This past November Dawn Sole was named one of South Florida’s winning startups by the South Florida Business Journal. Pluck N’File was described as the “Swiss Army Knife of the tweezer world. The multifaceted tool launched a crowdfunding campaign on Indiegogo seeking to raise $25,000 in a flexible funding project. The campaign just closed this past Friday (January 2nd) having raised $18,392 from 350 supporters.
According to a post by Sole, she happened to be cruising the internet and googled her product only to discover her campaign had been stolen. Someone had “copied and pasted the entire campaign under Kickstarter” duplicating her effort on Indiegogo. To add insult to injury, the Kickstarter campaign had raised about $17,000. Sole quickly launched a counter-offensive and sent Kickstarter a copyright notice and the campaign was pulled. According to the campaign page today, the suspended project is the submit of an intellectual property dispute.
In a report by the South Florida Business Journal, Sole had been smart and filed a patent and trademark on her product so she had good ammo to back up her claim and shut down the alleged scamsters.
Sole rightly shared her outrage on Kickstarter Forum stating;
“Right now there is a FAKE Kickstarter campaign that ripped me off. Out of nowhere I decided to google my product and it came up. All of a sudden, I see a campaign under Kickstarter when mine is under Indiegogo.
Kickstarter didn’t do their due diligence and check and just posted whatever was sent to them by these thieves and it’s all my IP and everything. So someone copied and pasted my ENTIRE Indiegogo campaign and launched under Kickstarter and raised about$17k. If Kickstarter did their research they would have seen that there is already an account with Indiegogo and that I am the owner of Pluck N’ File…if you google Pluck N’ File it is clear that I am the owner and Kickstarter would have known not to launch.”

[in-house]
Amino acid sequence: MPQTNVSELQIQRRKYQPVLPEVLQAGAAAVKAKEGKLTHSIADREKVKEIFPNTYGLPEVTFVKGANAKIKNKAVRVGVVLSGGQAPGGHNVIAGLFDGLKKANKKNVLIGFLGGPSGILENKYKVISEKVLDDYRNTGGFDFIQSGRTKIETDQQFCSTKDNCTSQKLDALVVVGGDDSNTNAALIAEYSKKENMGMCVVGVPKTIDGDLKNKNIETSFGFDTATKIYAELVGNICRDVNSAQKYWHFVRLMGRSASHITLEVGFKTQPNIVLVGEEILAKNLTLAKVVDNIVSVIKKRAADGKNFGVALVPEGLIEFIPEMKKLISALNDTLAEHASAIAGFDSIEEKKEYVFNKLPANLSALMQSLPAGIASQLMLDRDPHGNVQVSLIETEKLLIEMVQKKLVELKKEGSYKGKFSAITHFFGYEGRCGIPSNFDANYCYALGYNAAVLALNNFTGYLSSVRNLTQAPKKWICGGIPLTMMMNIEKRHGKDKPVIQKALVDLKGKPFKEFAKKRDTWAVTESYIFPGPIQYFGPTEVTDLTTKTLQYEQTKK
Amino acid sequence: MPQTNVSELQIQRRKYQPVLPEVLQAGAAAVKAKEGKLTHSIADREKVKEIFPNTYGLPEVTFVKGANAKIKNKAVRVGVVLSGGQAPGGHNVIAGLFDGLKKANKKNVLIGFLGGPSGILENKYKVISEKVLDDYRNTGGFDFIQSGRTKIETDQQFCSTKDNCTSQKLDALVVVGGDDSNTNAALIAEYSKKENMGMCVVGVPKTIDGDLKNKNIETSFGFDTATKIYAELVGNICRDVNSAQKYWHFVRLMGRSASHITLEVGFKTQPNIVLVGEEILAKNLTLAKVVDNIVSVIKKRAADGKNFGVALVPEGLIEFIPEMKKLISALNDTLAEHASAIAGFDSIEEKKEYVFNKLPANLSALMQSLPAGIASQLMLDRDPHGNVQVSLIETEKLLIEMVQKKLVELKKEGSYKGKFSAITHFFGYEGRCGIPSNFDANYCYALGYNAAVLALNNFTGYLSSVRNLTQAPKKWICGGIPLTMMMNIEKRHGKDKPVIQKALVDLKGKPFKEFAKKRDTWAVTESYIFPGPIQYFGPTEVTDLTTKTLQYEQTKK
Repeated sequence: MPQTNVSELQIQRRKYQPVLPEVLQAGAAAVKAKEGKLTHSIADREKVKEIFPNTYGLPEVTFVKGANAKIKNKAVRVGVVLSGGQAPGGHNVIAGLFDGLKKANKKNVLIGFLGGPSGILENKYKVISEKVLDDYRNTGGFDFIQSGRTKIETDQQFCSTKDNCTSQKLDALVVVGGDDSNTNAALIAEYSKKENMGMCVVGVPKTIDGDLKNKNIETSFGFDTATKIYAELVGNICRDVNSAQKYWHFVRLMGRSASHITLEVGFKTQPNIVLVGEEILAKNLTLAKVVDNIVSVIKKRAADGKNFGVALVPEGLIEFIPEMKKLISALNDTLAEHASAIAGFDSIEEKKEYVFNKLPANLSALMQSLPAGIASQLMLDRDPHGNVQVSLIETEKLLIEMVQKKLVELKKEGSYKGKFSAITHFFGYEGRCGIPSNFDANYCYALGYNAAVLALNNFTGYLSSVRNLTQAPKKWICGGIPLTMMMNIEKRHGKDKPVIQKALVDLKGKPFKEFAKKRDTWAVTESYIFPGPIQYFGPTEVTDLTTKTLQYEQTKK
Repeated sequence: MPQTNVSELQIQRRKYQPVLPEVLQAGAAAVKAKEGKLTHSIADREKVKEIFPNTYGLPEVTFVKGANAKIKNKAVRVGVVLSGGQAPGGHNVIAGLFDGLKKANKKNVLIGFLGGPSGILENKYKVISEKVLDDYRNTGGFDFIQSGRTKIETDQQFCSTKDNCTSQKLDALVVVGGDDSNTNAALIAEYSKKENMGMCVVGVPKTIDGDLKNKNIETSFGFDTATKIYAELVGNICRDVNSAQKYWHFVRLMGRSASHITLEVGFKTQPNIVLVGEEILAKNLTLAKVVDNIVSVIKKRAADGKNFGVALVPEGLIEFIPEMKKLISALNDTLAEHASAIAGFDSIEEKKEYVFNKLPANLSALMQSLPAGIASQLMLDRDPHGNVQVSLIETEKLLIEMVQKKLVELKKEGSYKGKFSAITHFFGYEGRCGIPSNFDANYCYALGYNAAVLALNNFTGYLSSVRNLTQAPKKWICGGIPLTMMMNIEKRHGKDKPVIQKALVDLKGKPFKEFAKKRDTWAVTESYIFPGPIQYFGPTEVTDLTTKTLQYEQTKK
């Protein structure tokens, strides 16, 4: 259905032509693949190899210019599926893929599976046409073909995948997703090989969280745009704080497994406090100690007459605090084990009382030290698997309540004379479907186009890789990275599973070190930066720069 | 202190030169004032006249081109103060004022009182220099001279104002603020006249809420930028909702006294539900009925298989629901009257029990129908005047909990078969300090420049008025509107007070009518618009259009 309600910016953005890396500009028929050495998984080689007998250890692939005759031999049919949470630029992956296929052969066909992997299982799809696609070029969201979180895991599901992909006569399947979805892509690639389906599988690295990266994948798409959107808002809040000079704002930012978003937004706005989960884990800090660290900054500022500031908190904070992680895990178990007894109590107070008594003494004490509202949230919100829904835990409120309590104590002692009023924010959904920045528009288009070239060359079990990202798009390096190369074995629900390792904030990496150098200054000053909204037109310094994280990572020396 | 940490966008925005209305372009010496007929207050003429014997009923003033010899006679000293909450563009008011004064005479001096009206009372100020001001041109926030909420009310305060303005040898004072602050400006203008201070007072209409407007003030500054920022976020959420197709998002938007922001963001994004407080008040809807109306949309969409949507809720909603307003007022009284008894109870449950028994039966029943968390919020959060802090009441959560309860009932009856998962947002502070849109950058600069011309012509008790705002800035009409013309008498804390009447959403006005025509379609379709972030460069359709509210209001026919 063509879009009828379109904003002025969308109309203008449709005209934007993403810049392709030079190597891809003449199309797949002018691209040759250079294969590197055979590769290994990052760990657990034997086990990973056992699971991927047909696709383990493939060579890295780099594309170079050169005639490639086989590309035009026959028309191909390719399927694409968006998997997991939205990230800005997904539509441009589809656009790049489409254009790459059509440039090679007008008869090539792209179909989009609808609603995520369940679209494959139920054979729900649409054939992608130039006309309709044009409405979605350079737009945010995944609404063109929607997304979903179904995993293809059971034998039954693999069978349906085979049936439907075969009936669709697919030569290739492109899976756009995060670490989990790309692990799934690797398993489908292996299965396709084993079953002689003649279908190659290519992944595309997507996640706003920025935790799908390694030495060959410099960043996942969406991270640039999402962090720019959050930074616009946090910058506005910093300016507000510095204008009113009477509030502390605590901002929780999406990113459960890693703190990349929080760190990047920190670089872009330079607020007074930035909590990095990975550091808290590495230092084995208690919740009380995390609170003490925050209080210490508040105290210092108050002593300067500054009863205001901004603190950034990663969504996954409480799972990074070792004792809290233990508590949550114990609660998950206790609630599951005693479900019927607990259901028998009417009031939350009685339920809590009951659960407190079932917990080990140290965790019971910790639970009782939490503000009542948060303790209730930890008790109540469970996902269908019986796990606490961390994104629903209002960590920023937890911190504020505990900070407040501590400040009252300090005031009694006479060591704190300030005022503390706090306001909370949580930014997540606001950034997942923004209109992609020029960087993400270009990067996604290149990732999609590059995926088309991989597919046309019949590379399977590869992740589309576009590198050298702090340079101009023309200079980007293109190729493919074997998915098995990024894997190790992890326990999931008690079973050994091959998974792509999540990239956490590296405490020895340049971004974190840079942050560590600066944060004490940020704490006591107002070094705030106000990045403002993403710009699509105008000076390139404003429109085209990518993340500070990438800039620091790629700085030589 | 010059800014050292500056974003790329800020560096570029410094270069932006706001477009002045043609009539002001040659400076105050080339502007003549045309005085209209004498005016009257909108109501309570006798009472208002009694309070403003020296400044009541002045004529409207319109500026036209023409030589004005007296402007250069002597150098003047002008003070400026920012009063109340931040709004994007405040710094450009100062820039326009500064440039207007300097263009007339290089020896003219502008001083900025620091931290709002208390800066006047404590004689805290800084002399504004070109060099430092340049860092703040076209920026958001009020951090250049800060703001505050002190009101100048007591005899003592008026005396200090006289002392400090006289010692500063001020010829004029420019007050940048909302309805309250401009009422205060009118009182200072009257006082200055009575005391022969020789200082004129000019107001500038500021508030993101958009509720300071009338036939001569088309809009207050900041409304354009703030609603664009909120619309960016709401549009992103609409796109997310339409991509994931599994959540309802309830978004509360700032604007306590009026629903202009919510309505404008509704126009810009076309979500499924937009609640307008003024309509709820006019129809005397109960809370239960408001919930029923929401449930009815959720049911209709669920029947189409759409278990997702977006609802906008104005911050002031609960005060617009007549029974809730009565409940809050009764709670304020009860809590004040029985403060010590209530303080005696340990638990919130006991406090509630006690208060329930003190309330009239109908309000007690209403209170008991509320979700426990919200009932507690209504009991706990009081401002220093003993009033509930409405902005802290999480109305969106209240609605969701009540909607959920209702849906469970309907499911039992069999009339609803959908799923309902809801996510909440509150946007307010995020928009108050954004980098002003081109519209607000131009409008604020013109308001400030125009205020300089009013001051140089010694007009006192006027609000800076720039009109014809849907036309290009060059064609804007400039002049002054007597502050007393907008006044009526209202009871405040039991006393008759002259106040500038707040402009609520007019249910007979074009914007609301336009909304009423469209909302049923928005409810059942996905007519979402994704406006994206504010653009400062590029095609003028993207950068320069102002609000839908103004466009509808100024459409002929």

Ironically Sole states that she attempted to launch her product on Kickstarter the year prior and was turned away:
“Funny thing is last year I tried to launch through KS with the first version of my product and they denied me! So I have the emails saved and showed them with my attorney copied, how can you deny me the REAL owner last year and now you approve a FAKE with my updated version without first verifying everything? I own ALL the IP.”
At the time of her post the campaign was still live on Kickstarter but Sole asks a good question: What protection do crowdfunders have from people who steal concepts and in this case – entire campaigns?
“What protection do people like me have then from poachers of crowdfunding campaigns if the platforms like KS are not doing their due diligence. They dropped the ball big time and I am suing them. The campaign is still up and needs to be taken down off the site.”
Now it appears that the real Pluck N File will have a happy ending. Outside of the duresss, frustration and attorney fees associated with the alleged theft Sole states;
“…We raised $18,392.00 and are officially rolling into production and bringing Pluck N’ File to market! I cannot begin to tell you how excited I am. Thank you for believing in me and helping me to make my dream a reality…”
Now Sole was smart and had made the investment up front to protect her ideas and business. But how many crowdfunders do not? And how many crowdfunding campaigns have seen their successful projects quickly copied by companies that have the capital to leverage a crowdfunding campaign’s success?
There is a fine line between replicating a concept – like the multitude of 3D printers or item finders that have found success on rewards based platforms- versus a unique product like Sole created. This is an important lesson for other people using crowdfunding to test and launch new companies. You should be prepared to either defend your idea, or be able to compete with similar products.
Since Kickstarter most certainly has some contact information from the suspended campaign, Sole may be able to find some restitution or at least some sort of satisfaction if she pursues her case.
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